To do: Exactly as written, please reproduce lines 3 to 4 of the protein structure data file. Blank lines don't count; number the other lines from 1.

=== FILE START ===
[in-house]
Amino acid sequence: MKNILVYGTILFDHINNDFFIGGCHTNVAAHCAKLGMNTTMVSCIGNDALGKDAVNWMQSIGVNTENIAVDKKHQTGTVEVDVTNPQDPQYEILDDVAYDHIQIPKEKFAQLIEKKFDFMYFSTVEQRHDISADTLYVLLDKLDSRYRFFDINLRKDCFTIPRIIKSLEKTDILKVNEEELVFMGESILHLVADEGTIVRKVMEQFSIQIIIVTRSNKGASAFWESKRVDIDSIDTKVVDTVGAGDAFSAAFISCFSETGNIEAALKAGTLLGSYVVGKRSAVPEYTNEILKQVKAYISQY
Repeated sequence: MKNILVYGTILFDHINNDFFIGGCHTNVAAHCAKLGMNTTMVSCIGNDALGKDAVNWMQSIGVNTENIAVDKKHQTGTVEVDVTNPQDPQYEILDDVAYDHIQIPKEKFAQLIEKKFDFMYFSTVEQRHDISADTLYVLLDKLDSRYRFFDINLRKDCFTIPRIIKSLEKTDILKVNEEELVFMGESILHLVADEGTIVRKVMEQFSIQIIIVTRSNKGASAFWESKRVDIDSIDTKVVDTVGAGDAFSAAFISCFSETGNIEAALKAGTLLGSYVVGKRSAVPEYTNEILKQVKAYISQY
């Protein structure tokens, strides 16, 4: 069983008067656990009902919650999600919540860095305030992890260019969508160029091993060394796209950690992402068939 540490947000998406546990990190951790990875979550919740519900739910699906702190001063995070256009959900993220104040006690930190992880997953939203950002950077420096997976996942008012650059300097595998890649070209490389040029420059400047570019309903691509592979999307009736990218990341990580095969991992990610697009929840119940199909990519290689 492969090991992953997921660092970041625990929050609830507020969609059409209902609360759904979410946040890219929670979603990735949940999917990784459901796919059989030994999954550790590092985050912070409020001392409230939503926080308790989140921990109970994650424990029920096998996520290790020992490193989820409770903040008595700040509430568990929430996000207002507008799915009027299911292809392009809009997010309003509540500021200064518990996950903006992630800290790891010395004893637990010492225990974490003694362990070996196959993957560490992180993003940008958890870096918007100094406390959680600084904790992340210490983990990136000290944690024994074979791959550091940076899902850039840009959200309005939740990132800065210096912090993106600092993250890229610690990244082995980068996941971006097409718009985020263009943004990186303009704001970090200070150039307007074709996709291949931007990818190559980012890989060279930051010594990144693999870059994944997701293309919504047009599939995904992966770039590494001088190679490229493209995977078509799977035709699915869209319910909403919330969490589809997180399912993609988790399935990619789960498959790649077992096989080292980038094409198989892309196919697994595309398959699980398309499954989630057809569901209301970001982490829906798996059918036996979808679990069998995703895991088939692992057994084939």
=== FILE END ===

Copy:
Repeated sequence: MKNILVYGTILFDHINNDFFIGGCHTNVAAHCAKLGMNTTMVSCIGNDALGKDAVNWMQSIGVNTENIAVDKKHQTGTVEVDVTNPQDPQYEILDDVAYDHIQIPKEKFAQLIEKKFDFMYFSTVEQRHDISADTLYVLLDKLDSRYRFFDINLRKDCFTIPRIIKSLEKTDILKVNEEELVFMGESILHLVADEGTIVRKVMEQFSIQIIIVTRSNKGASAFWESKRVDIDSIDTKVVDTVGAGDAFSAAFISCFSETGNIEAALKAGTLLGSYVVGKRSAVPEYTNEILKQVKAYISQY
């Protein structure tokens, strides 16, 4: 069983008067656990009902919650999600919540860095305030992890260019969508160029091993060394796209950690992402068939 540490947000998406546990990190951790990875979550919740519900739910699906702190001063995070256009959900993220104040006690930190992880997953939203950002950077420096997976996942008012650059300097595998890649070209490389040029420059400047570019309903691509592979999307009736990218990341990580095969991992990610697009929840119940199909990519290689 492969090991992953997921660092970041625990929050609830507020969609059409209902609360759904979410946040890219929670979603990735949940999917990784459901796919059989030994999954550790590092985050912070409020001392409230939503926080308790989140921990109970994650424990029920096998996520290790020992490193989820409770903040008595700040509430568990929430996000207002507008799915009027299911292809392009809009997010309003509540500021200064518990996950903006992630800290790891010395004893637990010492225990974490003694362990070996196959993957560490992180993003940008958890870096918007100094406390959680600084904790992340210490983990990136000290944690024994074979791959550091940076899902850039840009959200309005939740990132800065210096912090993106600092993250890229610690990244082995980068996941971006097409718009985020263009943004990186303009704001970090200070150039307007074709996709291949931007990818190559980012890989060279930051010594990144693999870059994944997701293309919504047009599939995904992966770039590494001088190679490229493209995977078509799977035709699915869209319910909403919330969490589809997180399912993609988790399935990619789960498959790649077992096989080292980038094409198989892309196919697994595309398959699980398309499954989630057809569901209301970001982490829906798996059918036996979808679990069998995703895991088939692992057994084939």